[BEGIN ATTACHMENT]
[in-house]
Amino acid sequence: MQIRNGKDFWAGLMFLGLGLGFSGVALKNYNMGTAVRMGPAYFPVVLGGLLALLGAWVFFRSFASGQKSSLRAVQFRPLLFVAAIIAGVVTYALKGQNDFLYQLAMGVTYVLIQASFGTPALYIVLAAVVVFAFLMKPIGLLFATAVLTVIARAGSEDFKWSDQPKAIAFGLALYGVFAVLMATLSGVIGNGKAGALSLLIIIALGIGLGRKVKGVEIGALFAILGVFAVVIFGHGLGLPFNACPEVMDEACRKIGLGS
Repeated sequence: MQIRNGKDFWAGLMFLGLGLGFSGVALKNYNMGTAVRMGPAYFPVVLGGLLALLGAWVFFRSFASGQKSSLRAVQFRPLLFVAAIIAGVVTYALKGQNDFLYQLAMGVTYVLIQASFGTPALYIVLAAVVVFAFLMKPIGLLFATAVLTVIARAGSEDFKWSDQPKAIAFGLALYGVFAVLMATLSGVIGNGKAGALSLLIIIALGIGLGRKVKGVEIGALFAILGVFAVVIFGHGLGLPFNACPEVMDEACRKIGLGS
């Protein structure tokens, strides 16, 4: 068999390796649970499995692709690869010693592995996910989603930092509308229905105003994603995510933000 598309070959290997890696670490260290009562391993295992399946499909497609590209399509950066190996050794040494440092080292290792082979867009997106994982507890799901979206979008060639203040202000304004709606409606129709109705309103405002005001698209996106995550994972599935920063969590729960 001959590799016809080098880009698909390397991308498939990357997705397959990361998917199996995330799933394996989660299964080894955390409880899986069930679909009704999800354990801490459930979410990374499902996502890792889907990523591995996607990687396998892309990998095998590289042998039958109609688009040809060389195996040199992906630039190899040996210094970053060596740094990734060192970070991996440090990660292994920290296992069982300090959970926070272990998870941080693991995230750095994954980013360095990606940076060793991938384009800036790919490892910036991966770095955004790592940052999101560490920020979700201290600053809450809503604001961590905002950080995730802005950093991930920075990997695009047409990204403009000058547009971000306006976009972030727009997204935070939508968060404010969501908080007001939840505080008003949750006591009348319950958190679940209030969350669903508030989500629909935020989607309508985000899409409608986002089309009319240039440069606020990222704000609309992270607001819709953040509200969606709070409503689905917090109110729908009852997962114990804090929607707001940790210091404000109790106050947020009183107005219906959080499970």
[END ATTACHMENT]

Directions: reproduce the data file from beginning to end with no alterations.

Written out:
[in-house]
Amino acid sequence: MQIRNGKDFWAGLMFLGLGLGFSGVALKNYNMGTAVRMGPAYFPVVLGGLLALLGAWVFFRSFASGQKSSLRAVQFRPLLFVAAIIAGVVTYALKGQNDFLYQLAMGVTYVLIQASFGTPALYIVLAAVVVFAFLMKPIGLLFATAVLTVIARAGSEDFKWSDQPKAIAFGLALYGVFAVLMATLSGVIGNGKAGALSLLIIIALGIGLGRKVKGVEIGALFAILGVFAVVIFGHGLGLPFNACPEVMDEACRKIGLGS
Repeated sequence: MQIRNGKDFWAGLMFLGLGLGFSGVALKNYNMGTAVRMGPAYFPVVLGGLLALLGAWVFFRSFASGQKSSLRAVQFRPLLFVAAIIAGVVTYALKGQNDFLYQLAMGVTYVLIQASFGTPALYIVLAAVVVFAFLMKPIGLLFATAVLTVIARAGSEDFKWSDQPKAIAFGLALYGVFAVLMATLSGVIGNGKAGALSLLIIIALGIGLGRKVKGVEIGALFAILGVFAVVIFGHGLGLPFNACPEVMDEACRKIGLGS
């Protein structure tokens, strides 16, 4: 068999390796649970499995692709690869010693592995996910989603930092509308229905105003994603995510933000 598309070959290997890696670490260290009562391993295992399946499909497609590209399509950066190996050794040494440092080292290792082979867009997106994982507890799901979206979008060639203040202000304004709606409606129709109705309103405002005001698209996106995550994972599935920063969590729960 001959590799016809080098880009698909390397991308498939990357997705397959990361998917199996995330799933394996989660299964080894955390409880899986069930679909009704999800354990801490459930979410990374499902996502890792889907990523591995996607990687396998892309990998095998590289042998039958109609688009040809060389195996040199992906630039190899040996210094970053060596740094990734060192970070991996440090990660292994920290296992069982300090959970926070272990998870941080693991995230750095994954980013360095990606940076060793991938384009800036790919490892910036991966770095955004790592940052999101560490920020979700201290600053809450809503604001961590905002950080995730802005950093991930920075990997695009047409990204403009000058547009971000306006976009972030727009997204935070939508968060404010969501908080007001939840505080008003949750006591009348319950958190679940209030969350669903508030989500629909935020989607309508985000899409409608986002089309009319240039440069606020990222704000609309992270607001819709953040509200969606709070409503689905917090109110729908009852997962114990804090929607707001940790210091404000109790106050947020009183107005219906959080499970």